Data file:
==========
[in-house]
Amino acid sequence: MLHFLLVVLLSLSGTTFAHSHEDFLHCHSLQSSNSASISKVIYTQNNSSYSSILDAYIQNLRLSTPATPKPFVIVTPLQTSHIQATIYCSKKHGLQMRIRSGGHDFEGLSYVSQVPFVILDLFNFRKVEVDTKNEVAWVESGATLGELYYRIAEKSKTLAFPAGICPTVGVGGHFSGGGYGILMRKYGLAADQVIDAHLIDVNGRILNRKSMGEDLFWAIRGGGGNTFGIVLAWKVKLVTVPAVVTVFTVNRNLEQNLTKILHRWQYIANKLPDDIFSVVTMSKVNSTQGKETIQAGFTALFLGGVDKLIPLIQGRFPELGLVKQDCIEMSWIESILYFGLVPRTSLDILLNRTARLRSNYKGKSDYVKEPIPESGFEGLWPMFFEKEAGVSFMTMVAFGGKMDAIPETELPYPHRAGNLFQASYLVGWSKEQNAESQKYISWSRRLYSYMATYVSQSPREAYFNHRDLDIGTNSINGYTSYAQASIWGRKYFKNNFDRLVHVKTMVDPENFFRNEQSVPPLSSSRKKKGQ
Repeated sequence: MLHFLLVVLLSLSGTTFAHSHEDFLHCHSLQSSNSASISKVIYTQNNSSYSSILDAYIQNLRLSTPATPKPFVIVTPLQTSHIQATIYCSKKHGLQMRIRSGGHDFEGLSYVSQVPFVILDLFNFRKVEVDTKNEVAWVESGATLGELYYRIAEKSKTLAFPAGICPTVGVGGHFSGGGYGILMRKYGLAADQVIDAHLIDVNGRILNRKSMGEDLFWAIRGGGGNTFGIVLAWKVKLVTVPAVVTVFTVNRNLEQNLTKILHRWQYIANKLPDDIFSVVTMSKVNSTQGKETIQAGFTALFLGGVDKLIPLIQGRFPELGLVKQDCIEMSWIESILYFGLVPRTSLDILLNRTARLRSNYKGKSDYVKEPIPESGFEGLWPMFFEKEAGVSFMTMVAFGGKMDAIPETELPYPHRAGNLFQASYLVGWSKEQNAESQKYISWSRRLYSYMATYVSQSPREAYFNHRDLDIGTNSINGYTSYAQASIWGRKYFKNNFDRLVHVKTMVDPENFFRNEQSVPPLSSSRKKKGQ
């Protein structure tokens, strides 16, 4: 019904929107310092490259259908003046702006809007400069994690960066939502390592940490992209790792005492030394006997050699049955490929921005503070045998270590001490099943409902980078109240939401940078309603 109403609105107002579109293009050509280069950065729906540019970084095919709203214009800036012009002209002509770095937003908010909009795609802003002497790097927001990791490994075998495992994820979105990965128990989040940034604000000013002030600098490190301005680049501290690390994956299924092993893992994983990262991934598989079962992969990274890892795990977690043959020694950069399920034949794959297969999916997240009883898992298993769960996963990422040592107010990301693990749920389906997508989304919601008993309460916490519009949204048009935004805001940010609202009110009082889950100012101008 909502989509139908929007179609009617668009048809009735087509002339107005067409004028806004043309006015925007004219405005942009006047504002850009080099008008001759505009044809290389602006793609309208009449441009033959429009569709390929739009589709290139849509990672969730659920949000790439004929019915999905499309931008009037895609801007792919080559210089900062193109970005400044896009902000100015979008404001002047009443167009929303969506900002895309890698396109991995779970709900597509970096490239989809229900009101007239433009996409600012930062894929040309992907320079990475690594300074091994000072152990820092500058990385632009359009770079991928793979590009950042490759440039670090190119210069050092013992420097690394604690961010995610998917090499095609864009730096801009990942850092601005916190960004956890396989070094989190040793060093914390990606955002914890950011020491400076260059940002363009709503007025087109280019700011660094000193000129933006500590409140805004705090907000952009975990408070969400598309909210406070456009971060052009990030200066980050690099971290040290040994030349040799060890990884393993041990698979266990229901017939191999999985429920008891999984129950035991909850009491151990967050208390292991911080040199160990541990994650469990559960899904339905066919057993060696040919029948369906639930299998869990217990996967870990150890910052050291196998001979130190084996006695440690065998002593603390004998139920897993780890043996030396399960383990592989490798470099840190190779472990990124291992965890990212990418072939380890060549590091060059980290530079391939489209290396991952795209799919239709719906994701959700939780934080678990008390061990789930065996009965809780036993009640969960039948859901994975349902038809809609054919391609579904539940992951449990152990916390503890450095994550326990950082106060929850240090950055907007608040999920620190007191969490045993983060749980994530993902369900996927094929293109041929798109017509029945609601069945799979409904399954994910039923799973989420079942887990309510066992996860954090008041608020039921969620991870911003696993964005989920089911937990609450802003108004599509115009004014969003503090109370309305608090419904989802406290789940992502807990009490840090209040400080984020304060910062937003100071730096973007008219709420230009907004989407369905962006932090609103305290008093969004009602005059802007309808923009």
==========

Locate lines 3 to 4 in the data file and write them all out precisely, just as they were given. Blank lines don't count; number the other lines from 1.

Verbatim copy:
Repeated sequence: MLHFLLVVLLSLSGTTFAHSHEDFLHCHSLQSSNSASISKVIYTQNNSSYSSILDAYIQNLRLSTPATPKPFVIVTPLQTSHIQATIYCSKKHGLQMRIRSGGHDFEGLSYVSQVPFVILDLFNFRKVEVDTKNEVAWVESGATLGELYYRIAEKSKTLAFPAGICPTVGVGGHFSGGGYGILMRKYGLAADQVIDAHLIDVNGRILNRKSMGEDLFWAIRGGGGNTFGIVLAWKVKLVTVPAVVTVFTVNRNLEQNLTKILHRWQYIANKLPDDIFSVVTMSKVNSTQGKETIQAGFTALFLGGVDKLIPLIQGRFPELGLVKQDCIEMSWIESILYFGLVPRTSLDILLNRTARLRSNYKGKSDYVKEPIPESGFEGLWPMFFEKEAGVSFMTMVAFGGKMDAIPETELPYPHRAGNLFQASYLVGWSKEQNAESQKYISWSRRLYSYMATYVSQSPREAYFNHRDLDIGTNSINGYTSYAQASIWGRKYFKNNFDRLVHVKTMVDPENFFRNEQSVPPLSSSRKKKGQ
């Protein structure tokens, strides 16, 4: 019904929107310092490259259908003046702006809007400069994690960066939502390592940490992209790792005492030394006997050699049955490929921005503070045998270590001490099943409902980078109240939401940078309603 109403609105107002579109293009050509280069950065729906540019970084095919709203214009800036012009002209002509770095937003908010909009795609802003002497790097927001990791490994075998495992994820979105990965128990989040940034604000000013002030600098490190301005680049501290690390994956299924092993893992994983990262991934598989079962992969990274890892795990977690043959020694950069399920034949794959297969999916997240009883898992298993769960996963990422040592107010990301693990749920389906997508989304919601008993309460916490519009949204048009935004805001940010609202009110009082889950100012101008 909502989509139908929007179609009617668009048809009735087509002339107005067409004028806004043309006015925007004219405005942009006047504002850009080099008008001759505009044809290389602006793609309208009449441009033959429009569709390929739009589709290139849509990672969730659920949000790439004929019915999905499309931008009037895609801007792919080559210089900062193109970005400044896009902000100015979008404001002047009443167009929303969506900002895309890698396109991995779970709900597509970096490239989809229900009101007239433009996409600012930062894929040309992907320079990475690594300074091994000072152990820092500058990385632009359009770079991928793979590009950042490759440039670090190119210069050092013992420097690394604690961010995610998917090499095609864009730096801009990942850092601005916190960004956890396989070094989190040793060093914390990606955002914890950011020491400076260059940002363009709503007025087109280019700011660094000193000129933006500590409140805004705090907000952009975990408070969400598309909210406070456009971060052009990030200066980050690099971290040290040994030349040799060890990884393993041990698979266990229901017939191999999985429920008891999984129950035991909850009491151990967050208390292991911080040199160990541990994650469990559960899904339905066919057993060696040919029948369906639930299998869990217990996967870990150890910052050291196998001979130190084996006695440690065998002593603390004998139920897993780890043996030396399960383990592989490798470099840190190779472990990124291992965890990212990418072939380890060549590091060059980290530079391939489209290396991952795209799919239709719906994701959700939780934080678990008390061990789930065996009965809780036993009640969960039948859901994975349902038809809609054919391609579904539940992951449990152990916390503890450095994550326990950082106060929850240090950055907007608040999920620190007191969490045993983060749980994530993902369900996927094929293109041929798109017509029945609601069945799979409904399954994910039923799973989420079942887990309510066992996860954090008041608020039921969620991870911003696993964005989920089911937990609450802003108004599509115009004014969003503090109370309305608090419904989802406290789940992502807990009490840090209040400080984020304060910062937003100071730096973007008219709420230009907004989407369905962006932090609103305290008093969004009602005059802007309808923009």